It’s clear that our relationship to data is changing, both in terms of how we work with data and our relationship on individual levels. That, in turn, is triggering changes in the underlying technologies.
Integration technology in particular is in the spotlight these days. After all, you can use the data only as fast as you can integrate, wrangle or blend the data. That’s leading to a lot of talk from vendors about “modern integration” that’s less concerned with on-premise, batch integration and more concerned with real-time access for business users.
At Informatica’s recent customer conference, CEO Sohaib Abbasi identified four disruptive technology trends changing data. His opinion is more significant than most because he heads one of the industry’s leading integration vendors, and despite a thriving data integration market, that company was recently acquired.
I actually think there are more than four trends, and so in the next few posts, I’ll be discussing these disruptions and why they matter. Hopefully, this will help CIOs and other IT leaders separate hype from reality, which is always a challenge with data integration, so they can determine which solutions will best fit their data needs.
So, with apologies to Abbasi for borrowing his idea, let’s look at the first disruptive trend.
When you think of cloud and data, you probably think about cloud applications. While integrating cloud data has certainly increased demand for integration solutions, SaaS alone wasn’t enough to disrupt integration. Vendors quickly adapted by adding APIs and other connectors for cloud-based applications and sales boomed.
The economics of cloud infrastructure, on the other hand, is a game changer and is the first disrupter identified by Abbasi and other industry experts.
Why It Matters
In a word, cloud infrastructure matters because of speed, both for deployment and the speed of the integration itself, experts say.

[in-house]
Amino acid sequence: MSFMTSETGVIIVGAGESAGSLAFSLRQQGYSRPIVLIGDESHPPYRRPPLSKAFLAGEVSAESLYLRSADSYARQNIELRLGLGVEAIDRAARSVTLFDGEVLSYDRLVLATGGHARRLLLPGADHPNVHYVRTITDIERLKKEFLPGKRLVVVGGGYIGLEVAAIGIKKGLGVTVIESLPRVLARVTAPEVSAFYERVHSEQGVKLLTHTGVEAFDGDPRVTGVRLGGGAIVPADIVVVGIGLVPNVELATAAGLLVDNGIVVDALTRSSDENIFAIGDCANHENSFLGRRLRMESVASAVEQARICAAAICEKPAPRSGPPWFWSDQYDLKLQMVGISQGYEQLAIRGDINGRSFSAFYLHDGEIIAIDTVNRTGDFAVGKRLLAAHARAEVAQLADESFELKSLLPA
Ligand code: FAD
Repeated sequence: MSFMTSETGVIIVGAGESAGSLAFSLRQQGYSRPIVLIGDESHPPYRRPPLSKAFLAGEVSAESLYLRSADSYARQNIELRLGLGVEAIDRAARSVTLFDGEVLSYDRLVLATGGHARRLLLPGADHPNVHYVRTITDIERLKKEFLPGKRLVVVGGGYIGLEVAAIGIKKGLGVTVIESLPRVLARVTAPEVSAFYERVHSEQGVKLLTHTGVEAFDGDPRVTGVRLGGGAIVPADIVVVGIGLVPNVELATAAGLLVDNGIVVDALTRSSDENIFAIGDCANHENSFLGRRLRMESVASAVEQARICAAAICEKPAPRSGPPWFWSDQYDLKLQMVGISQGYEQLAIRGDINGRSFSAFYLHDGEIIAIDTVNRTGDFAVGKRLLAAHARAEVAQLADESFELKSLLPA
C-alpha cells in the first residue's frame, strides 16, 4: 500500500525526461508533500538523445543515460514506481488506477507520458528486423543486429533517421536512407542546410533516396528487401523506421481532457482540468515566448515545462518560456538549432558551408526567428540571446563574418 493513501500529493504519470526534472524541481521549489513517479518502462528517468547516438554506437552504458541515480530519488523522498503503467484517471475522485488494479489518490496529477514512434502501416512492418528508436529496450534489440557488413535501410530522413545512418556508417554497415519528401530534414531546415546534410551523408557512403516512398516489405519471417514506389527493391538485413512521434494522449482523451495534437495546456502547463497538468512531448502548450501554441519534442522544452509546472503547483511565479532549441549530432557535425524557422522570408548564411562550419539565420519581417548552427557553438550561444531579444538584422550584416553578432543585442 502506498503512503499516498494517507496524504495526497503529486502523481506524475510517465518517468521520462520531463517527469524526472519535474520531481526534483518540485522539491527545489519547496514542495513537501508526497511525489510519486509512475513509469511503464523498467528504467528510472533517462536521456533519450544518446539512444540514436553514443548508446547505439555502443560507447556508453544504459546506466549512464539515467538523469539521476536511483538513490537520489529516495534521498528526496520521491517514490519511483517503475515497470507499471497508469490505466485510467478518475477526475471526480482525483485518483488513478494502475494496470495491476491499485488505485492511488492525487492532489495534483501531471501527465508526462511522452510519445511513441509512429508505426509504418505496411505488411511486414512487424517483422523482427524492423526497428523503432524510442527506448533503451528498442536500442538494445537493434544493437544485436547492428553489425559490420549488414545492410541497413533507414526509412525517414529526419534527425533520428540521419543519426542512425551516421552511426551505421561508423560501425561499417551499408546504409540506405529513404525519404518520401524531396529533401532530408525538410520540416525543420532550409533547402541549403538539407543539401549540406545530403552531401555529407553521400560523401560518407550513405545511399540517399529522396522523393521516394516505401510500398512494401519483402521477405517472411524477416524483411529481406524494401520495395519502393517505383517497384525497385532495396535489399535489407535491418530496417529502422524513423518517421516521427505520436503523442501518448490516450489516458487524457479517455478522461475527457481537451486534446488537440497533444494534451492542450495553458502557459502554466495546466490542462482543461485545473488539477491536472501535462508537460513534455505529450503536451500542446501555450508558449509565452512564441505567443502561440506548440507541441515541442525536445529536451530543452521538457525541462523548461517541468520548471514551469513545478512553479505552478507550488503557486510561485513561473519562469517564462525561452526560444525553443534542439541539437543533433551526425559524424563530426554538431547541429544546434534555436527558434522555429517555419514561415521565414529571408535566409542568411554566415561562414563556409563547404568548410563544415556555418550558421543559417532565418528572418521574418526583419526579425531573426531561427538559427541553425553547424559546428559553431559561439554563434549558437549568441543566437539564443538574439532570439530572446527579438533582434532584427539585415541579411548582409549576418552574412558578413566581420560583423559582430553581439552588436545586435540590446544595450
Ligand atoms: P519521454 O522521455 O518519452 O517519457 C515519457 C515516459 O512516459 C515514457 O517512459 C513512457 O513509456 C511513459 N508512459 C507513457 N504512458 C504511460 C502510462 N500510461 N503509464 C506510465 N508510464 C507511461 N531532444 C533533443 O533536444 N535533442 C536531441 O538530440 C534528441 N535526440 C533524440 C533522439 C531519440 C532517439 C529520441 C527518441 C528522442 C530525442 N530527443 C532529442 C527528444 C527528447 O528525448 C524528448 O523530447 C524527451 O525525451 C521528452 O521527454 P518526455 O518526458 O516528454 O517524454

“One of the reasons people move to the cloud is because they expect applications to be deployed faster, therefore they expect the integration to happen faster,” Gartner vice president and research fellow Massimo Pezzini told Information Age.
One reason for that is that cloud infrastructure systems tend to leverage complex distributed computing platforms. Integration solutions need to be able to accommodate that architecture, writes cloud and integration expert David Linthicum.
In “The Death of Traditional Data Integration,” a whitepaper sponsored by SnapLogic, Linthicum identifies his own list of “evolutions” that are changing data integration. Cloud computing tops the list. Linthicum argues that cloud infrastructure requires a service-oriented approach to integration. Service-enabled integration is faster than traditional integration patterns and less fragile — two traits that are particularly important in the cloud. Primarily, service-based integration is achieved through web services, which are often described as easy — but that doesn’t mean your IT department will know how to build those integrations, Seth Robinson, senior director of Technology Analysis for the firm, told me in November.
“If anything, cloud integration may be even more challenging for firms as it requires web APIs that may be unfamiliar to the technical team,” he said. “Integration may be complicated by lines of business procuring their own applications without being aware of how they will fit into the overall system.”
That’s one reason why the economics of integration aren’t changing, even though the economics of infrastructure are. A CompTIA study found that integration costs tend to hover around 10 to 15 percent of the total cost for any given project, whether on-premise or in the cloud.
Loraine Lawson is a veteran technology reporter and blogger. She currently writes the Integration blog for IT Business Edge, which covers all aspects of integration technology, including data governance and best practices. She has also covered IT/Business Alignment and IT Security for IT Business Edge. Before becoming a freelance writer, Lawson worked at TechRepublic as a site editor and writer, covering mobile, IT management, IT security and other technology trends. Previously, she was a webmaster at the Kentucky Transportation Cabinet and a newspaper journalist. Follow Lawson at Google+ and on Twitter.